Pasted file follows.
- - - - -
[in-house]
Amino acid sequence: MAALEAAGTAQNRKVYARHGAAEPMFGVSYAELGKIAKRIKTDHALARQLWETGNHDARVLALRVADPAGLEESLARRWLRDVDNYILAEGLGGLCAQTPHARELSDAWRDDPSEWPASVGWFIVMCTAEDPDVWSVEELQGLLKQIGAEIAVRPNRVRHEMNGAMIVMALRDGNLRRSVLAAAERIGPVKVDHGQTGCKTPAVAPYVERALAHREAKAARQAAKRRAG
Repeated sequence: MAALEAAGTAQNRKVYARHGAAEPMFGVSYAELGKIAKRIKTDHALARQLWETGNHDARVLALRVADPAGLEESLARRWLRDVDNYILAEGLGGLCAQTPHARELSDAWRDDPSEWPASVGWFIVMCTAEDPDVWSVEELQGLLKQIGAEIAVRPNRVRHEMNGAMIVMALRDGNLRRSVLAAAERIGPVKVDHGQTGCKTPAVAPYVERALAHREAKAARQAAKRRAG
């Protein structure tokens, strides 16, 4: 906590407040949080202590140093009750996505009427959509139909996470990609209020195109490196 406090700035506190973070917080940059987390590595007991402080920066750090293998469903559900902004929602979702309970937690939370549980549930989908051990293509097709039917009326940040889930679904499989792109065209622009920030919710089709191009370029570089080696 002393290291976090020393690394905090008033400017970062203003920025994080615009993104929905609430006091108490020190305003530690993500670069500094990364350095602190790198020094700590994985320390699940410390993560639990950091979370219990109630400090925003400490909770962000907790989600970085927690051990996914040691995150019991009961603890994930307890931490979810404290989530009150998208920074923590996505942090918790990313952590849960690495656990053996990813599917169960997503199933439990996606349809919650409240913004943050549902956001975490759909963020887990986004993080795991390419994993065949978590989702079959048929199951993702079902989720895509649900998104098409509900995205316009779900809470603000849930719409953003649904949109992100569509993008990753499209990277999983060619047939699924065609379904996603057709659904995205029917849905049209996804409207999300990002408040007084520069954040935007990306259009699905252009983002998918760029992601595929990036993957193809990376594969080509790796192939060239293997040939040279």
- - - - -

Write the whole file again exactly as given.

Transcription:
[in-house]
Amino acid sequence: MAALEAAGTAQNRKVYARHGAAEPMFGVSYAELGKIAKRIKTDHALARQLWETGNHDARVLALRVADPAGLEESLARRWLRDVDNYILAEGLGGLCAQTPHARELSDAWRDDPSEWPASVGWFIVMCTAEDPDVWSVEELQGLLKQIGAEIAVRPNRVRHEMNGAMIVMALRDGNLRRSVLAAAERIGPVKVDHGQTGCKTPAVAPYVERALAHREAKAARQAAKRRAG
Repeated sequence: MAALEAAGTAQNRKVYARHGAAEPMFGVSYAELGKIAKRIKTDHALARQLWETGNHDARVLALRVADPAGLEESLARRWLRDVDNYILAEGLGGLCAQTPHARELSDAWRDDPSEWPASVGWFIVMCTAEDPDVWSVEELQGLLKQIGAEIAVRPNRVRHEMNGAMIVMALRDGNLRRSVLAAAERIGPVKVDHGQTGCKTPAVAPYVERALAHREAKAARQAAKRRAG
């Protein structure tokens, strides 16, 4: 906590407040949080202590140093009750996505009427959509139909996470990609209020195109490196 406090700035506190973070917080940059987390590595007991402080920066750090293998469903559900902004929602979702309970937690939370549980549930989908051990293509097709039917009326940040889930679904499989792109065209622009920030919710089709191009370029570089080696 002393290291976090020393690394905090008033400017970062203003920025994080615009993104929905609430006091108490020190305003530690993500670069500094990364350095602190790198020094700590994985320390699940410390993560639990950091979370219990109630400090925003400490909770962000907790989600970085927690051990996914040691995150019991009961603890994930307890931490979810404290989530009150998208920074923590996505942090918790990313952590849960690495656990053996990813599917169960997503199933439990996606349809919650409240913004943050549902956001975490759909963020887990986004993080795991390419994993065949978590989702079959048929199951993702079902989720895509649900998104098409509900995205316009779900809470603000849930719409953003649904949109992100569509993008990753499209990277999983060619047939699924065609379904996603057709659904995205029917849905049209996804409207999300990002408040007084520069954040935007990306259009699905252009983002998918760029992601595929990036993957193809990376594969080509790796192939060239293997040939040279």